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Tag: James Webster

How Data is Permeating the Media Marketplace

When Jim Webster, professor at Northwestern University’s School of Communication, went to college for the first time in Fall 1969, it was a tumultuous time. The country was in the throes of the Vietnam War and President Nixon had moved U.S. troops into Cambodia. In Spring 1970, many college campuses simply shut down and canceled

MSLCE Students Get Deeper Understanding of Digital Audience Creation

By Poorvi Nair Ever wanted to know how many people visit the top social media sites in the world? Or how much time each person spends on Facebook, Instagram, or Twitter, and what demographics are visiting these sites? This winter quarter, many students took Understanding Media Markets: Users, Makers, Metrics, which explored the metrics side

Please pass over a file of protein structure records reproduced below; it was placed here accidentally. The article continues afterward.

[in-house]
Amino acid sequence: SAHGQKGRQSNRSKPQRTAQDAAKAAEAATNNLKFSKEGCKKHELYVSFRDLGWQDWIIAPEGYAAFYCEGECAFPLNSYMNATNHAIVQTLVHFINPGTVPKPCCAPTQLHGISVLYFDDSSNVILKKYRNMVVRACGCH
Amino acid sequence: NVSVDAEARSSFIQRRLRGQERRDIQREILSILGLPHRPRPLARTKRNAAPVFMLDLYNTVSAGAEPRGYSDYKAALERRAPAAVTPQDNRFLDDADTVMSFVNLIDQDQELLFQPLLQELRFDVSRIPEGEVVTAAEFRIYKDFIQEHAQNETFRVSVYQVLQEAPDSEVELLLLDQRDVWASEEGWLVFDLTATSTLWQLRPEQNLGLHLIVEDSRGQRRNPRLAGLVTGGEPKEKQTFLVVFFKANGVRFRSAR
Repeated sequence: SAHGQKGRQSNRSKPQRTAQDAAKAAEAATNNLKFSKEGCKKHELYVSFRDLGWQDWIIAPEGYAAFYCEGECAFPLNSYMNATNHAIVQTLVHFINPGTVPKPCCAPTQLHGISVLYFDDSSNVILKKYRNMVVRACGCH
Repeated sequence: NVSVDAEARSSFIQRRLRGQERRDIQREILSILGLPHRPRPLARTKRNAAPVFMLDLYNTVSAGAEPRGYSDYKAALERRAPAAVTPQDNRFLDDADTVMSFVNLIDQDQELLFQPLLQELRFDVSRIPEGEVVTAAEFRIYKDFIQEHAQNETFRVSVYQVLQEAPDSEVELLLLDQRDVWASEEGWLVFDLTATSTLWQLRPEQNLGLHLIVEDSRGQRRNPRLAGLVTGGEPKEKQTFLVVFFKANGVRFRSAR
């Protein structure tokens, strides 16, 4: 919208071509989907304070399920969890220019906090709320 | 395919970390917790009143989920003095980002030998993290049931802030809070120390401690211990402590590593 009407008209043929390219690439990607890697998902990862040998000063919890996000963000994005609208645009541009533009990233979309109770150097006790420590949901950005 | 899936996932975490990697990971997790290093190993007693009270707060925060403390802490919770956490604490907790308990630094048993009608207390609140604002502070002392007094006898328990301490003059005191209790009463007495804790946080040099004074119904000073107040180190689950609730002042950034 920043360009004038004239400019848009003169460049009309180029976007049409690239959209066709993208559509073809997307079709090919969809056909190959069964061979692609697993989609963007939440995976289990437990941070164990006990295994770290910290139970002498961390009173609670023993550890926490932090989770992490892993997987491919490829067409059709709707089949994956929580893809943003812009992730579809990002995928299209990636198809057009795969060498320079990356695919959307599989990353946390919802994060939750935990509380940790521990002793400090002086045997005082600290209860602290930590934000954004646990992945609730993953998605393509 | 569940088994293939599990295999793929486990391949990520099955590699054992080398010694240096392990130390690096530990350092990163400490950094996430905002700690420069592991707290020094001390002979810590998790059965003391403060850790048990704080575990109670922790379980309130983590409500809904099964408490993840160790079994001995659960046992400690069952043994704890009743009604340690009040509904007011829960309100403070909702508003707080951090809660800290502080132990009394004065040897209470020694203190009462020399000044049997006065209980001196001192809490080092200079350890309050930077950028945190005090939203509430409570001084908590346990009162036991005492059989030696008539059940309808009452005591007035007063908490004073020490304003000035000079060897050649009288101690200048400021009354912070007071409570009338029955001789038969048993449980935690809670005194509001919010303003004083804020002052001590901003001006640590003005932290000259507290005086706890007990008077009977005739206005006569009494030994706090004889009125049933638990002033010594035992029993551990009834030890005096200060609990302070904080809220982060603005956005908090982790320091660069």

Faculty Spotlight: Northwestern Professor James Webster Discusses the Future of Audience Behavior

For our first Faculty Spotlight of the 2017-2018 academic year, we interviewed Northwestern Professor James G. Webster about media audiences. Webster researches audience measurement, the behavior of media audiences, and media industries. In the responses below, he discusses misconceptions about audiences, how to determine “a hit,” and predictions for the future of audience behavior.

MSLCE Media Markets Class Gives Students Unique Perspective of Digital Media

By Chip Potter The unprecedented growth of the digital media marketplace may seem daunting to many entrepreneurs trying to break into the world of the creative industries, but as we learned in Professor James Webster’s class, Understanding Media Markets, it actually provides tremendous opportunity. Understanding “Big Data” is absolutely crucial to sustained success in marketing,

MSLCE Professors Head to Japan for ICA16

By Jacob L. Nelson Two MSLCE professors recently joined thousands of others in Japan for the 66th Annual Conference of the International Communications Association (ICA). Northwestern professors James Webster and Aymar Jean Christian were two of about 3,000 attendees who made the long trip to Fukuoka, Japan for the five-day meeting of academics and industry